Turning Point

A Theologian Remembers Vatican II

In the fall of 1965, I worked in the final session of the Second Vatican Council. A young priest and doctoral candidate, I was tasked with distributing documents and collecting votes and amendments from my assigned section of bishops. Almost half a century later, a bound set of those documents holds a prized place in my library—and the events and personalities of those days hold a prized place in my memory. I recall the buses filled with bishops leaving St. Peter’s piazza after each day’s session, the sun reflecting their colorful robes through the windows. Many were bishops from poorer parts of the world, returning to modest residences at various religious houses in Rome. Some American bishops also lived in such residences, but more were in hotels. The council was the first to bring together so large a gathering from all continents, and one sensed that it marked a new chapter in the life of the church: a truly global church, its unity expressed in a diversity of cultures and rites.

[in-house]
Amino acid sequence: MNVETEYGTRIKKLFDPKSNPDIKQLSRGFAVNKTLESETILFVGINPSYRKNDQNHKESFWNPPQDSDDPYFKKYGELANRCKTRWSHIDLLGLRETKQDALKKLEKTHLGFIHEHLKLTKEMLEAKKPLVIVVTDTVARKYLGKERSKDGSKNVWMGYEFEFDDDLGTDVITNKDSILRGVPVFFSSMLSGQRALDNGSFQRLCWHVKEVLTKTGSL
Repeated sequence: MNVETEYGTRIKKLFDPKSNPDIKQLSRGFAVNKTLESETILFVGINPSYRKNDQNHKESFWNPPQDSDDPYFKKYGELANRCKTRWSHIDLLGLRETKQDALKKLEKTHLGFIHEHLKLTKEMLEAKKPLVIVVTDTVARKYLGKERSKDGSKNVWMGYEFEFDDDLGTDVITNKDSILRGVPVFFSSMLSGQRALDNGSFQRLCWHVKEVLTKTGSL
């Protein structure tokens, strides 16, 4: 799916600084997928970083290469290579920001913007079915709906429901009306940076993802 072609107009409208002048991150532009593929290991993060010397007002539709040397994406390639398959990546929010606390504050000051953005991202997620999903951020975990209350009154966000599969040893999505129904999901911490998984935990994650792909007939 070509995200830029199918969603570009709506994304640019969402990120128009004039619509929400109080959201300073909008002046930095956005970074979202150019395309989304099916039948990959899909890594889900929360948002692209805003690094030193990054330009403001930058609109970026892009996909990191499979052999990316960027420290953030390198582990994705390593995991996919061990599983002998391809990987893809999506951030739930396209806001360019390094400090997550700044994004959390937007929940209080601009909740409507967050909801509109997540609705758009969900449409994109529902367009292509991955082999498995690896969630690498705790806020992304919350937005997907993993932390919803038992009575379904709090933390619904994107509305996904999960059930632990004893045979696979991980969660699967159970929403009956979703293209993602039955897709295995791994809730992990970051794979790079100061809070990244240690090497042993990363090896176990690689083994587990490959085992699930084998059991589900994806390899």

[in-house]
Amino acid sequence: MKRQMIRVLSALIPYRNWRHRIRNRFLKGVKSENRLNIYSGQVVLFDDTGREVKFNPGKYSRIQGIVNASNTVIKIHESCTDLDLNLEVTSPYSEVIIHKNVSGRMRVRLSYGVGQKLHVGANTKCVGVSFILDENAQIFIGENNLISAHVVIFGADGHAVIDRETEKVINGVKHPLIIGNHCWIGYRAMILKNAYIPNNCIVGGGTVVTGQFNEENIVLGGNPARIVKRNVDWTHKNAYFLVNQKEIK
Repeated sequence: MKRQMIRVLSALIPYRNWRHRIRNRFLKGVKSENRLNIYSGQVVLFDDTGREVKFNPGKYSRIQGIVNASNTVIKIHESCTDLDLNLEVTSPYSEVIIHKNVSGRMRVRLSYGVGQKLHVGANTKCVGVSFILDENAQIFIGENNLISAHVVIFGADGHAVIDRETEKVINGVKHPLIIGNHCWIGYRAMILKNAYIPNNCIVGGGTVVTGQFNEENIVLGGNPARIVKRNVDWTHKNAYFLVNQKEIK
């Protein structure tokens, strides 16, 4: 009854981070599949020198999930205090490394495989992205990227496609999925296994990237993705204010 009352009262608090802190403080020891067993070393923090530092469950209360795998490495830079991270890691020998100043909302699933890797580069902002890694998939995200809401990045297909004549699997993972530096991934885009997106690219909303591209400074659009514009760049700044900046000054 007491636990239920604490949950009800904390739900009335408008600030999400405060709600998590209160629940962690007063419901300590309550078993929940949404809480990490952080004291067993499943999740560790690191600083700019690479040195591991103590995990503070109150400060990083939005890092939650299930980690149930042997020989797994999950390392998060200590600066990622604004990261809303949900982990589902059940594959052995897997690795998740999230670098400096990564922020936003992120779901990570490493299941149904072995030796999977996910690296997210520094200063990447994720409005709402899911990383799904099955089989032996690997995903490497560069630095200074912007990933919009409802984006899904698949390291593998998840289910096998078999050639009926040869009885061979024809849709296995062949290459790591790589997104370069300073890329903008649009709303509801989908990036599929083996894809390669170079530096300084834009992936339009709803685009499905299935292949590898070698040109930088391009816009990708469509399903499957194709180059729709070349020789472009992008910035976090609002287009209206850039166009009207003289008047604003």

Though glad to be involved in the council, I had no idea I would witness proceedings that would bring enormous change to so many aspects of Catholic life and practice. I had come to Rome as a seminarian in 1959, and after being ordained as a priest...

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About the Author

Bernard P. Prusak teaches theology at Villanova University.